Macron’s China visit sends multiple messages

By Zhang Qian Source:Global Times Published: 2019/11/4 20:18:40

Photo: IC

French President Emmanuel Macron's visit to China and his attendance at the 2019 China International Import Expo (CIIE) underscore the importance of trade ties between the world's second largest economy and a member of the industrialized club of nations called G7. 

As one of the 15 guest-of-honor countries, France has a national pavilion at the fair. Since August, the business office of the French Embassy in China has reportedly held regular meetings every week to organize participants to discuss details of their plans for the exhibition. The French government seems to have attached more attention to the expo than expected and French enterprises are passionate about it as well. Why does France show much interest in CIIE?

The reason is simple: China cannot be missed if France wants to expand overseas markets.

First, based on the analysis of bilateral trade between China and France, joining CIIE can increase French exports to China and address the trade deficit. According to Eurostat data, France has had a continuous trade deficit with China from 2013 to 2019. Macron has the issue on mind, and the international platform offered by CIIE could help France export more "Made in France" products to China, increase its export volume and narrow the trade gap with China. 

Second, the expo will help China and France expand areas of cooperation. Traditional economic and trade cooperation between China and France spans three fields: aviation and aerospace, nuclear energy, and high-speed rail. 

France's high-end clothing, cosmetics, food and wine are renowned in the world, but they account for a relatively low proportion of French exports to China. Through CIIE, France can consolidate cooperation in the traditional fields and in areas it has the upper hand vis-à-vis China. For example, France's silver economy is relatively mature. As the Chinese population ages, there is huge potential for the two countries to cooperate in this field.

Third, France also focuses on selling agricultural products to China. France is the largest agricultural producer in the European Union with its products mainly exported to Europe. 

However, French agricultural exports have been dwindling due to persistent European crises and economic downturn. Prices of agricultural products have been falling after the signing of the Comprehensive Economic and Trade Agreement between EU and Canada and a new trade deal between EU and Southern Common Market in recent years.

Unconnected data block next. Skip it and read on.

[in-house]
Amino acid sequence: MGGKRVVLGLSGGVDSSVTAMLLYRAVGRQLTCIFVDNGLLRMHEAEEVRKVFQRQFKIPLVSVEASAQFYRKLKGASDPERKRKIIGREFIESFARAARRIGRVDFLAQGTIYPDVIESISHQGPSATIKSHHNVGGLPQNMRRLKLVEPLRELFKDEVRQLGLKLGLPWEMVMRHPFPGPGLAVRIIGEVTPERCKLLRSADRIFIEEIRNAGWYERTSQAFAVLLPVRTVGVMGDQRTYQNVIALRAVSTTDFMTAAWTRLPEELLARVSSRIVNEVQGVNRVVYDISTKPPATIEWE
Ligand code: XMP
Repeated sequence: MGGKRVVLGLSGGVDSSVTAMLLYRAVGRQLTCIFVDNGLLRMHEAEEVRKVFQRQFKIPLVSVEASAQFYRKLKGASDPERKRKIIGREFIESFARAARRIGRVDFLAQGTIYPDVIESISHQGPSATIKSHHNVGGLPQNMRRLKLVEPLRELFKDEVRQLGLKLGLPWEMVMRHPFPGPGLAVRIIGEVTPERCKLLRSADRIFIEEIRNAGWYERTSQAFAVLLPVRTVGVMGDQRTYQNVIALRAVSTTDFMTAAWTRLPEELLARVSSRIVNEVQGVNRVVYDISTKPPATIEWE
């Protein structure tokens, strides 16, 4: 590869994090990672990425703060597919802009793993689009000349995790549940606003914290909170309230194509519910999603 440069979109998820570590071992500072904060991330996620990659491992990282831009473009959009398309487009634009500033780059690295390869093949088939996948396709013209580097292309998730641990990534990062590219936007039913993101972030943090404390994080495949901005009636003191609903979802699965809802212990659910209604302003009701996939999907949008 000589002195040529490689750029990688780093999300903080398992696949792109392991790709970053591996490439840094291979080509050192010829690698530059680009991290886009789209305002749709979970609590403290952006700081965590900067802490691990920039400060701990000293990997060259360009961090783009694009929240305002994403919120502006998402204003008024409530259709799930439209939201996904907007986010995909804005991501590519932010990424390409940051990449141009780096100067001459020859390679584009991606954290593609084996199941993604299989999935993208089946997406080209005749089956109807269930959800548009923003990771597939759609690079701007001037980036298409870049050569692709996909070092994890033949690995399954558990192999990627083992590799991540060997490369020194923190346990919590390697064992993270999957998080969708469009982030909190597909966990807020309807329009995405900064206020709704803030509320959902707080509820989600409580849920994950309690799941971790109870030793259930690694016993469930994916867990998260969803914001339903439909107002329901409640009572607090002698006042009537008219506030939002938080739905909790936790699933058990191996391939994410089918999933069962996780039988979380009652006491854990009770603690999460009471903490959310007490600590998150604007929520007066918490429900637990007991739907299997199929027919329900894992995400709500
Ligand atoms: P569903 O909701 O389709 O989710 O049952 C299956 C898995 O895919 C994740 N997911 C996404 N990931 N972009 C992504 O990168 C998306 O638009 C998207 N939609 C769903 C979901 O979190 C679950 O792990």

China banned beef imports from France in 2001 and lifted the ban in 2018. The French government wishes to expand agricultural exports to China seizing the opportunity offered by withdrawal of the beef ban. This year, France will strive to open up China's pork market.

Macron's diplomacy represents the continuation of Gaullism, which is characterized by independent diplomacy. Macron is known to innovate on the theory that is based on the thoughts and actions of former French President Charles de Gaulle. His China policy is two-faced:

On the one hand, France regards China as an indispensable strategic partner. France needs China's cooperation over the Paris Agreement and the Iran nuclear deal after the US' withdrawal from several major international organizations. In addition, France needs the Chinese market and hopes to take advantage of China's expansion of opening-up to the outside world to earn dividends. 

France has had an elevated position in China-EU relations due to Brexit and pending exit of German Chancellor Angela Merkel. Fourth, as China's influence in Africa, where France has a strong presence, is growing, the demand for the France-China third-party cooperation in Africa is booming.

On the other hand, France regards China as a competitor. Although China hopes France can have its own stance when dealing with the US, Macron adheres to pro-Atlanticism in its China policy and follows the US. 

On Belt and Road Initiative (BRI) for example, though France demonstrated the most positive attitude, it also showed great concerns and took precautions against it. Macron has mentioned "vigilance against hegemony (indicating China)" in public.

Second, Macron pursues a kind of balance in diplomacy. He hopes to balance China's influence in Africa with "French presence" or "European presence." He also talked about the "Indo-Pacific Strategy" when he visited India. 

Last, there are obvious ideological differences between China and France. Paris' views on human rights, Tibet, the South China Sea, and Taiwan question are similar to those of Washington.

Nevertheless, Macron's government is cautious and does not touch China's bottom line. Although Macron is criticized as "mercantilist" by the opposition parties in France, he is the person who knows the ins and outs of international affairs. 

After all, what Macron wants is to be a leader in China-EU relations rather than being made a scapegoat for a bad relationship with the giant Asian country.

The author is assistant research fellow at China Institutes of Contemporary International Relations.

Posted in: VIEWPOINT

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